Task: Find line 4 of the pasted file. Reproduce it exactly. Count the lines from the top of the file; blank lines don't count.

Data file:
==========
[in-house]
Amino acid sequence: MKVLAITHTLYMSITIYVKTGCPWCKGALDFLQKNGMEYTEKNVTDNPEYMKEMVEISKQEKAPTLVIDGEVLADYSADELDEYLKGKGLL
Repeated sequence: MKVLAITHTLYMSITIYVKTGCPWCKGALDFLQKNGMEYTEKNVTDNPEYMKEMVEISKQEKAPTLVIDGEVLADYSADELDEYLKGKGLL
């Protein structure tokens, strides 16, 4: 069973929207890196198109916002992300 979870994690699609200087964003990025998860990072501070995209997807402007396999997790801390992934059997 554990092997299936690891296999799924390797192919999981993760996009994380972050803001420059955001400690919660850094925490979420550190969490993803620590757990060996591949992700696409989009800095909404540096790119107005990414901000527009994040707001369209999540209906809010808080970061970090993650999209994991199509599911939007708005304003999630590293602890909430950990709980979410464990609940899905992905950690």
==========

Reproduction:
């Protein structure tokens, strides 16, 4: 069973929207890196198109916002992300 979870994690699609200087964003990025998860990072501070995209997807402007396999997790801390992934059997 554990092997299936690891296999799924390797192919999981993760996009994380972050803001420059955001400690919660850094925490979420550190969490993803620590757990060996591949992700696409989009800095909404540096790119107005990414901000527009994040707001369209999540209906809010808080970061970090993650999209994991199509599911939007708005304003999630590293602890909430950990709980979410464990609940899905992905950690």